Tuesday, February 8, 2011

Speed work.

I'm a skinny boy.  Built to climb hills and tuck in behind larger riders.  Given that predilection, that's what I've done.  Playing to one's strengths in a race is a no-brainer, but doing so in training is a big mistake for many riders.  It's so easy to do.

Take your average group ride.  Friendly start, lots of chatting.  First hill:  the skinny climber on a carbon Italianissimo moves to the front and glances back at his cohorts, looking for a challenge.  On the flat 5k to the county line, however, you'll find that same svelte kid tucked in and wheezing behind Bruce, the 6'2" 250 pounder on a steelie who's barely breaking a sweat.  Hyperbole?

We like what we like, and we often like things because we're decent at them, or someone told us we looked good doing it.  This year, my preparation is about not looking nice.  It's about doing those things that are slow, painful, and essentially necessary to cast a bright light on the hidden side of my fitness equation.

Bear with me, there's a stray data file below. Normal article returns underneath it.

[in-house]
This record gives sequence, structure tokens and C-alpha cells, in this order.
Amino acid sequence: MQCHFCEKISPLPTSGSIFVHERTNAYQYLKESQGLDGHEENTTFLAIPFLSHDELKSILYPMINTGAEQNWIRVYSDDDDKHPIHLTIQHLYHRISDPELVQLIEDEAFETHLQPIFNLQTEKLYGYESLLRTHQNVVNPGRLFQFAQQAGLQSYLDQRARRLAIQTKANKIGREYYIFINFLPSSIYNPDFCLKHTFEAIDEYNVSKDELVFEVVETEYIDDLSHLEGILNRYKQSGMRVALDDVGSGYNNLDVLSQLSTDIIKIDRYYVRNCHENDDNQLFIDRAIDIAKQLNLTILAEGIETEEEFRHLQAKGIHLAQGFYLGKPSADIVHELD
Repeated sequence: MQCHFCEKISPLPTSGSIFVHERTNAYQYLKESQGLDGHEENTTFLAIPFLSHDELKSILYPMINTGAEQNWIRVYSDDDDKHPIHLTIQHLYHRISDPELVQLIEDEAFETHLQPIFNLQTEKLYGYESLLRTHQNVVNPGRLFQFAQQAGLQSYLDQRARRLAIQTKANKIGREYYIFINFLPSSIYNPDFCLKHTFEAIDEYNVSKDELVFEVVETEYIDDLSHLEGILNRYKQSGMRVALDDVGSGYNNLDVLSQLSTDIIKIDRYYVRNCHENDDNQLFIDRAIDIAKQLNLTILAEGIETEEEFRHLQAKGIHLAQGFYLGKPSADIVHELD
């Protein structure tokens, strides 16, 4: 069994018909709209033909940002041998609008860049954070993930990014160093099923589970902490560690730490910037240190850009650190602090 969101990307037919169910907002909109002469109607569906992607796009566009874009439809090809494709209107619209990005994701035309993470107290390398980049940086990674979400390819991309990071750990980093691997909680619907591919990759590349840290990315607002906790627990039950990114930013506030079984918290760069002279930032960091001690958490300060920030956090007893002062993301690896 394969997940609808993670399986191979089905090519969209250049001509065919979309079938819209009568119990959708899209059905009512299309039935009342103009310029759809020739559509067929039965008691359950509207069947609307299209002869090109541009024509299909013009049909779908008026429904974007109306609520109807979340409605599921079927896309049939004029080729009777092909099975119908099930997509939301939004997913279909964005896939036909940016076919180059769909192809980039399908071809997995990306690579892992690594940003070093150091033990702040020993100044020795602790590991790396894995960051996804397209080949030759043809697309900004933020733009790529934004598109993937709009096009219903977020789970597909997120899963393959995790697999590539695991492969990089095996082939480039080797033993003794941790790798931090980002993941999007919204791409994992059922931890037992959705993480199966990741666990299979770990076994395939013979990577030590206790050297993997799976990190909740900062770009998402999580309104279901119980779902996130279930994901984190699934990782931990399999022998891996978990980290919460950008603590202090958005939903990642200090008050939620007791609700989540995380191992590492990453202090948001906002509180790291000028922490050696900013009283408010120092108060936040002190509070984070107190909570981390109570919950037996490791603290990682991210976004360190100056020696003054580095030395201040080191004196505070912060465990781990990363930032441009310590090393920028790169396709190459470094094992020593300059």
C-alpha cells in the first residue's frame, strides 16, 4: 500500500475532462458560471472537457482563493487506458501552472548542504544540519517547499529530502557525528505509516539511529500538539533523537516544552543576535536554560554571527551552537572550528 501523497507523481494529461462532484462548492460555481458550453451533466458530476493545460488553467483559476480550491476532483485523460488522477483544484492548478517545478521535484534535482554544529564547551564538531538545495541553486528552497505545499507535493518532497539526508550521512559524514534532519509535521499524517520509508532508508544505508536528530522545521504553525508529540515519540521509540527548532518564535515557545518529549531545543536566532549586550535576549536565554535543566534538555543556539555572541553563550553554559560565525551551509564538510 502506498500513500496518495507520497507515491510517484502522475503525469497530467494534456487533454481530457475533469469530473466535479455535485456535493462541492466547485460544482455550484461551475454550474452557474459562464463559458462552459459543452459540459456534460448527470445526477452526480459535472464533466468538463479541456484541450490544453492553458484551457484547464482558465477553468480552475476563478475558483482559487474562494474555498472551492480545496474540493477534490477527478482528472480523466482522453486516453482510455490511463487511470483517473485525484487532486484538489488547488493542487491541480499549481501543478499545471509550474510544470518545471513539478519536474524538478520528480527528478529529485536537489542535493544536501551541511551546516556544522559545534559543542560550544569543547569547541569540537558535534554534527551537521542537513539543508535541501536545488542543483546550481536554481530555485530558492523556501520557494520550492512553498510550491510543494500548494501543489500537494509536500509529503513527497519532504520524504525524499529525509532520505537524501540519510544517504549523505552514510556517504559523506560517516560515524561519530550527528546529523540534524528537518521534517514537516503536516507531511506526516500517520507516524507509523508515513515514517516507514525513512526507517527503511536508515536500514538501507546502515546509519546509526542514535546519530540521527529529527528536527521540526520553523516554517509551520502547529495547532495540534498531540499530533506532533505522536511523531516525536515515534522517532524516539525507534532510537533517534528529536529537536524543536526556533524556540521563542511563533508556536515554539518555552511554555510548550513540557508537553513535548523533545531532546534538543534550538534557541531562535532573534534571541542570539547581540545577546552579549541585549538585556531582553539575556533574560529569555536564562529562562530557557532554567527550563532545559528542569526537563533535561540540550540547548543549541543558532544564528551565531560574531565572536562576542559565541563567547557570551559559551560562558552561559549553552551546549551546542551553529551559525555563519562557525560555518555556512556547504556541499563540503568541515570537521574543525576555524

Tonight was big-ring-smashing along our beloved City Loop.  20 miles at 21mph.  I hit the targets but with some difficulty.  Flat land speed is not my forte'.  Put me on an incline and I could probably be heard to say "the steeper the better."  So, it's time to work on the flat land speed.  Breakaways require this.  Steady state power output at a speed faster than those behind you.

The stats:
Distance:   20.6 miles
Avg:          21.2 mph
Avg. HR:    159
Max HR:     182
Temp:       36 degrees

Next up:  A night ride at Salem Lake (off road) followed by a 40 mile speed work ride on Saturday.


bicycle spaniard said...

Dig the words. Very cool. Improvement always seems to be one notch right of the end of your comfort zone. Keep on keeping on, E!

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